#1
im in the market for an acoustic, i would prefer no electronics, and of course the standards(like no laminate and what not) but what types of woods would you recommend for an acoustic to get a jazzier sound, or would just doing something like stringing it with flatwounds help.

feel free to recommend me a guitar too but preferably if i could find it <300
im wide open to used, i've checked craigslist and theres a few like an alvarez MD 70

i play jazz, blues, funk(probably not too much on acoustic) some folk and i'd like to possibly get into bluegrass.
Quote by illuminatiano
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#2
I would recommend an archtop, but since you also want to play bluegrass, you're going to need a flattop - preferably a dreadnought.

Definitely go with maple back and sides and a spruce top (avoid engelmann if you're into really aggressive strumming, otherwise it's a great spruce). The maple back and sides will have less sustain and a "zingier" sound so when you're playing fast jazz licks the notes won't trip over each other. And a spruce top will be harder to overdrive than a cedar top for bluegrass.
#3
Godin 5th Avenue is relevant to your interests. I'm looking into one, but I hate jazz. Will string it without flatwounds and see if that makes a difference..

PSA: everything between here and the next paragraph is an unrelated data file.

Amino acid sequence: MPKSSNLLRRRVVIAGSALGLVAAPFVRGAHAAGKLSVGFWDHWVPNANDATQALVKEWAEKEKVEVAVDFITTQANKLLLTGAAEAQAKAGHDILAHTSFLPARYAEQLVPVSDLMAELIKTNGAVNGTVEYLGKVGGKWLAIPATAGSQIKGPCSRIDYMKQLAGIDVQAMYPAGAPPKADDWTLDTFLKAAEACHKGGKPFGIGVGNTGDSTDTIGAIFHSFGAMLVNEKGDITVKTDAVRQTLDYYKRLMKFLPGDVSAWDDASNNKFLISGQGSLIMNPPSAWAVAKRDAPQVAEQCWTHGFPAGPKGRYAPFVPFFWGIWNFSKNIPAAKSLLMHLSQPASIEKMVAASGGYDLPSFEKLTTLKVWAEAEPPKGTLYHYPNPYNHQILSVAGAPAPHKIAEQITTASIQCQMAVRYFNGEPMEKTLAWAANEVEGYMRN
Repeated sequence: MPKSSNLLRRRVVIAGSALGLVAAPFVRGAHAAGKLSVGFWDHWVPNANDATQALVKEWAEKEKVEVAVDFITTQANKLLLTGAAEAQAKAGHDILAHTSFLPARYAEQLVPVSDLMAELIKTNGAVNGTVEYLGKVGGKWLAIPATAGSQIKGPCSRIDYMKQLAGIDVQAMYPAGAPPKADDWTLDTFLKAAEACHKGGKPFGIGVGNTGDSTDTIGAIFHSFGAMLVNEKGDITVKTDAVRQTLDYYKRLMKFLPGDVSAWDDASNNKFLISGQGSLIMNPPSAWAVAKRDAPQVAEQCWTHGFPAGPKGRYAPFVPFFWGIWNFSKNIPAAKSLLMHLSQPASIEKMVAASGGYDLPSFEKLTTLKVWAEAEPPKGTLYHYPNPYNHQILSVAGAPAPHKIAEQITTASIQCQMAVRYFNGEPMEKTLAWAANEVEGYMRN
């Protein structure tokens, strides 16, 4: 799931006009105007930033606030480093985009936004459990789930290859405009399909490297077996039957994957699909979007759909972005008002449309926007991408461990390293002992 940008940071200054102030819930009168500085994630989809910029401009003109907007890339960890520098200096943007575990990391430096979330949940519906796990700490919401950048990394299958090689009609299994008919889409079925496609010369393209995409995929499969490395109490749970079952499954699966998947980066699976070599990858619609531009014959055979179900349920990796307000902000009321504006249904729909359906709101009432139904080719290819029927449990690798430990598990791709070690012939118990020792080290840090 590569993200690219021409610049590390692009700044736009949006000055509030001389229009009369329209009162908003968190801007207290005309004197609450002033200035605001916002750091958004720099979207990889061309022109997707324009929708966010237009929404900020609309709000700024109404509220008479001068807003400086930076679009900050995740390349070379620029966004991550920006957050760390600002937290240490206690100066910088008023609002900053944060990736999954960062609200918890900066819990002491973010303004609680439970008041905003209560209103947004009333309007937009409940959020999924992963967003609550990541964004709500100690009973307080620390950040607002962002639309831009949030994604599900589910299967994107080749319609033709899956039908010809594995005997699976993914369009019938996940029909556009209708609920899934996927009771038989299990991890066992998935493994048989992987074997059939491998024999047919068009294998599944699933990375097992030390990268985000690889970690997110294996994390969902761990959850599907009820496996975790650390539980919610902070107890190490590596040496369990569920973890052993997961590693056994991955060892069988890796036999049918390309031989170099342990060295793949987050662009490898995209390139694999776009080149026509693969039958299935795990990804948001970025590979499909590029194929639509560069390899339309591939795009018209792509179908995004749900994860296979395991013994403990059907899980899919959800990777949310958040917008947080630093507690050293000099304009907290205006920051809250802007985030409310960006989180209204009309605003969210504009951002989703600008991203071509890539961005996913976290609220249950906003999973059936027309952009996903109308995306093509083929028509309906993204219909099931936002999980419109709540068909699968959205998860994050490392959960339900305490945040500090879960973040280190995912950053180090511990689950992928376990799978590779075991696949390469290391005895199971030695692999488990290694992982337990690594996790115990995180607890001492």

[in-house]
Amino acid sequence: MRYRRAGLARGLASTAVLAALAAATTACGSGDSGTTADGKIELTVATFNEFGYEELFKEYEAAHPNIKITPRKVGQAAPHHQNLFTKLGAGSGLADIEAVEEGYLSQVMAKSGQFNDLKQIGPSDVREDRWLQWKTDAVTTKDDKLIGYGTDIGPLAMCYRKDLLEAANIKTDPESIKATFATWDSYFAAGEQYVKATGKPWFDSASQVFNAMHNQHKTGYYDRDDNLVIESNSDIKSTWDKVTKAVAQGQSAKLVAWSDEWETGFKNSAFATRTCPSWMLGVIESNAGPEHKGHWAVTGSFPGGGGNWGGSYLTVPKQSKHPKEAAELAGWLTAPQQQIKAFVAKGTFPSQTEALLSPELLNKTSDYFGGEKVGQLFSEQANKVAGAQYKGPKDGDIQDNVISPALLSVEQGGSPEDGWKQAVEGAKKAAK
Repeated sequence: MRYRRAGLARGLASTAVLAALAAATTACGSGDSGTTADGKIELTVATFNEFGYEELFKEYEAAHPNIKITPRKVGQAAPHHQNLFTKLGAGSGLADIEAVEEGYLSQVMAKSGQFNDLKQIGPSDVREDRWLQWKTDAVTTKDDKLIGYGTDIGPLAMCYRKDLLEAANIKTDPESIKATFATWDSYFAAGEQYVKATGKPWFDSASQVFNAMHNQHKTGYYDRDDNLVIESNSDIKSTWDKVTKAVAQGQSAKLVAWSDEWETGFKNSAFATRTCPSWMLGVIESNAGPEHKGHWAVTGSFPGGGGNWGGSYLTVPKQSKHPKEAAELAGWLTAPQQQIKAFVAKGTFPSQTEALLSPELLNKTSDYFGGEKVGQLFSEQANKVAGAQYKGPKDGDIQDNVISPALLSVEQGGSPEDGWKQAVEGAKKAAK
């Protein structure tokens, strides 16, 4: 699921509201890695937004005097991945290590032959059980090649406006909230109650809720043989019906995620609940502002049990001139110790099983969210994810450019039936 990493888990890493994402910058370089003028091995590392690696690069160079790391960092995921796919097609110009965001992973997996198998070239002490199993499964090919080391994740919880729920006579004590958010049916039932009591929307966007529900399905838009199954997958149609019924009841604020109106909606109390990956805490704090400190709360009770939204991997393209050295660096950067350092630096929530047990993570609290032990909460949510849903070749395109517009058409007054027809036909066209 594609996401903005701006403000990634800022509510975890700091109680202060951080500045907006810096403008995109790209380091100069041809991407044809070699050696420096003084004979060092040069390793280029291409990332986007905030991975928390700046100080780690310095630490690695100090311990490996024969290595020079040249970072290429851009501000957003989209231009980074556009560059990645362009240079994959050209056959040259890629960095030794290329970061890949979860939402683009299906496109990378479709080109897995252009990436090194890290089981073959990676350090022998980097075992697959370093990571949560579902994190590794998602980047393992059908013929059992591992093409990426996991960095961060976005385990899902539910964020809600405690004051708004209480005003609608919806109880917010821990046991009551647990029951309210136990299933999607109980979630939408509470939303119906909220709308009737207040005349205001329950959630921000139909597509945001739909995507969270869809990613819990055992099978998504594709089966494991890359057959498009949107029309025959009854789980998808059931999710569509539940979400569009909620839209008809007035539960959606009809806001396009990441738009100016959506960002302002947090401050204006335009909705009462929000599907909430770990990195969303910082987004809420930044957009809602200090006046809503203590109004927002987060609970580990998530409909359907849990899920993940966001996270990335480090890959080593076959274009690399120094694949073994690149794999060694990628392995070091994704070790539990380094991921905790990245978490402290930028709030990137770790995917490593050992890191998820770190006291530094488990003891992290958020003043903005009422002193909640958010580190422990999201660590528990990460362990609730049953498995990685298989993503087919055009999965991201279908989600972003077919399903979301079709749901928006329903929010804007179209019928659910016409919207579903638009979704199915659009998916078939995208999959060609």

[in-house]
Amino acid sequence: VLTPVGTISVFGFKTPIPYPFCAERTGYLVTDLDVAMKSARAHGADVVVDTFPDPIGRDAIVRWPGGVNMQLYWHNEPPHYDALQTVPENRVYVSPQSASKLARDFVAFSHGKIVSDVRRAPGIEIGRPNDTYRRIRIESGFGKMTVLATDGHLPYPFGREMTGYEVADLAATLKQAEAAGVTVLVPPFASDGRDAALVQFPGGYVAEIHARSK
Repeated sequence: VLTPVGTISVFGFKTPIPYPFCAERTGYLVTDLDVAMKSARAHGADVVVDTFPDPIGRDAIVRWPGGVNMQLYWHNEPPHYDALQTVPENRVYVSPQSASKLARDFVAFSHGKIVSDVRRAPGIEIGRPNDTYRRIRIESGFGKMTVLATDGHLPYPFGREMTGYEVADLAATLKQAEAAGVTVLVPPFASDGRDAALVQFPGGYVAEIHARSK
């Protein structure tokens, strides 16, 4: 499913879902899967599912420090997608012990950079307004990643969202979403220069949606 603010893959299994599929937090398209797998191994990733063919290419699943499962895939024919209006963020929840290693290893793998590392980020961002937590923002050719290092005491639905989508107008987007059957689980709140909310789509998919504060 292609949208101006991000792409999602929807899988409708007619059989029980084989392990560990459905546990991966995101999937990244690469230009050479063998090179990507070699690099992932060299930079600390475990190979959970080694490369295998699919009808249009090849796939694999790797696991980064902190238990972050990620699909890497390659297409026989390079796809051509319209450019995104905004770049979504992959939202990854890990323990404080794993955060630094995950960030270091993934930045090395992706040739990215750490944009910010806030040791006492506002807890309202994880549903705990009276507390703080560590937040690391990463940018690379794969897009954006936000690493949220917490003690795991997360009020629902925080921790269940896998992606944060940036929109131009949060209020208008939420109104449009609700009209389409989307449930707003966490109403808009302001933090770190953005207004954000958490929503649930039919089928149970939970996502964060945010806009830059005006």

#4
after going and testing out a bunch of guitars, i found that i really liked the takamine tgs430s its the same shape as a jumbo, just slightly smaller body wise, i tested out several dreadnought bodied guitars and none of them really had that bassy-ness to them, and i was thinking about putting flatwounds on it to give it that almost matte sound thats so relavent in jazz, while still being able to play different genres.
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#6
Quote by Holy Katana
I can actually get a pretty good jazz tone out of my dreadnought. With roundwounds.

it'll do jazz already, but i want less of the bright sound, like as close to archtop, while still retaining some of the versatility of a dread.
Quote by illuminatiano
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#7
Quote by gnaraaron
it'll do jazz already, but i want less of the bright sound, like as close to archtop, while still retaining some of the versatility of a dread.

See, I like a little bit of top-end when I play jazz. I usually leave my tone pot fairly high when I'm playing jazz on my semihollow. The treble makes those 9ths and 13ths sparkle.